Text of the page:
Monday, April 11, 2022


The Golden Minster

Dominating a small patch of green space by St Oswald’s Road in Gloucester is a piece of wall with a story going back more than one thousand years.

In around 900, Æthelflæd, daughter of King Alfred the Great, built a large church, known at first as the New Minster, in Gloucester. It became a shrine when Æthelflæd and her brother Edward led a military expedition into Lincolnshire, which was then occupied by the Vikings, and brought back a number of holy relics. Amongst these were the bones of St Oswald, who had been king of Northumbria, a keen supporter of the spread of Christianity in the North of England, and bringer of St Aidan to his kingdom to preach the Christian faith. Oswald’s saintly life – both his encouragement of Christian missionaries like Aidan and his selfless support of the poor – led people to revere him, and after his death miracles were said to take place at his grave. It was said too that miracles occurred at his shrine in the church at Gloucester, to which so much wealth flowed that it become known as the Golden Minster.

After the Norman conquest the minster became an Augustinian priory (one of several priories and friaries in the city) and the building was extended to provide domestic quarters for the monks, to create accommodation for guests, and to upgrade the church. However, in the 16th century the priory was dissolved by Henry VIII and the church was partially demolished. Part of the building survived as a parish church but by 1656 this had been replaced with another building and soon just this wall was left.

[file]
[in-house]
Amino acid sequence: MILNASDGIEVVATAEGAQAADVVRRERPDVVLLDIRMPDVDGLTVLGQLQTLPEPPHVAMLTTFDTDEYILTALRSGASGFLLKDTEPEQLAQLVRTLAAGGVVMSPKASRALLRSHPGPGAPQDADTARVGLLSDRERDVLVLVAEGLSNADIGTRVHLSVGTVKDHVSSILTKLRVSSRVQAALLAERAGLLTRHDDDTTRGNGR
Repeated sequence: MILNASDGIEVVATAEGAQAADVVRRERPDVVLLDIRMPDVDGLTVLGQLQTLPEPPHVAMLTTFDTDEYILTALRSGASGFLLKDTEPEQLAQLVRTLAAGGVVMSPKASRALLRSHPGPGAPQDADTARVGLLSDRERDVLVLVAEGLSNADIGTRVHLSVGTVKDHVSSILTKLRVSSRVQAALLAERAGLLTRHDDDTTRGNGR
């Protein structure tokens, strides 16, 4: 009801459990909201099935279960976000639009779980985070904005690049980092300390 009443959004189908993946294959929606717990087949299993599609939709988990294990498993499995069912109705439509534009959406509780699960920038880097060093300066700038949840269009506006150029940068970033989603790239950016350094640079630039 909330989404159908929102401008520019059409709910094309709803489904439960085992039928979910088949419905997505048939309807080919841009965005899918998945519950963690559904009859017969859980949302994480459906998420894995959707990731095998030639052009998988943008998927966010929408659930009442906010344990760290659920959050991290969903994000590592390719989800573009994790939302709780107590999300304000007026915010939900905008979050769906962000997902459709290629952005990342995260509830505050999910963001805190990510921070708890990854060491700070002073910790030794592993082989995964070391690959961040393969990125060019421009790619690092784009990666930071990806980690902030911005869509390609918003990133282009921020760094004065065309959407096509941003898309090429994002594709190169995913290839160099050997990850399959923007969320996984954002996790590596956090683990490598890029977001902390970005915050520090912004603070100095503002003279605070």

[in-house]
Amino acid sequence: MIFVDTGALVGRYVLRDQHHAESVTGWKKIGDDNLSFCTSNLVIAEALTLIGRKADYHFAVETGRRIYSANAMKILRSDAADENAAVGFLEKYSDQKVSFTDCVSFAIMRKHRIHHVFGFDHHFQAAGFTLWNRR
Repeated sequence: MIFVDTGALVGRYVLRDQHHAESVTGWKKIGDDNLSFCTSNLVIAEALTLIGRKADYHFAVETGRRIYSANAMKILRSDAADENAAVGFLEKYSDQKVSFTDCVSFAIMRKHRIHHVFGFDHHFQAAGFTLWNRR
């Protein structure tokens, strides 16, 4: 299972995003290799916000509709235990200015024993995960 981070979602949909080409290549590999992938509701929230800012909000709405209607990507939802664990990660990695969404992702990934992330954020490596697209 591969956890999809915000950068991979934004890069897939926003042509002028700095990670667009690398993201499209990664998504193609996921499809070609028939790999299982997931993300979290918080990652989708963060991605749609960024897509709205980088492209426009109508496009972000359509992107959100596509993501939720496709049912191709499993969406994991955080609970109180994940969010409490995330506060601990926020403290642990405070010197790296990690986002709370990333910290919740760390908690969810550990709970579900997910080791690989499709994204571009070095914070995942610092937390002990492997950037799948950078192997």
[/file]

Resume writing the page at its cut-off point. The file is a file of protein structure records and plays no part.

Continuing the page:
The surviving hotchpotch is not much, just part of one wall of the nave, but even this shows several different phases of the building. The semicircular arches are early medieval; the pointed arches represent the later extension of the priory church to the west, and the walls that infill the spaces beneath the arches date from the period after the dissolution when the building was reduced in size for use as a parish church. It’s a rather sad ruin, in a little visited part of the city, probably mostly just glanced at by motorists as they whiz past on a nearby ring road. A reminder of the ways in which this large city changed over the centuries, from a religious centre to an industrial and trading one, of how much has been lost, but of how many traces of the past remain for those with the time and the eyes to see.

1 comment:

Joseph Biddulph (Publisher) said...

The earlier parts, with the round arches, are Anglo-Saxon - at least, I am satisfied with that dating. I was ashamed that I had entered Gloucester by train so many times, passing near it, sometimes on my way to look at Anglo-Saxon remains at Deerhurst or elsewhere, and NOT REALLY NOTICED IT. We all too often look, but do not see. We might need a blog to give us the nudge!

As Anglo-Saxon remains, the size of them might impress us: none of the rather mean doorways observed elsewhere - good, wide open arches. Other examples of this usually date from just before the Norman Conquest - such as Worth, Sussex, etc., but this at Gloucester is EARLIER - so an important example of confident building in stone, at a time when building in stone was supposed to be a rarity. So far, I haven't come across any literature to try and explain this. Any suggestions would be welcome.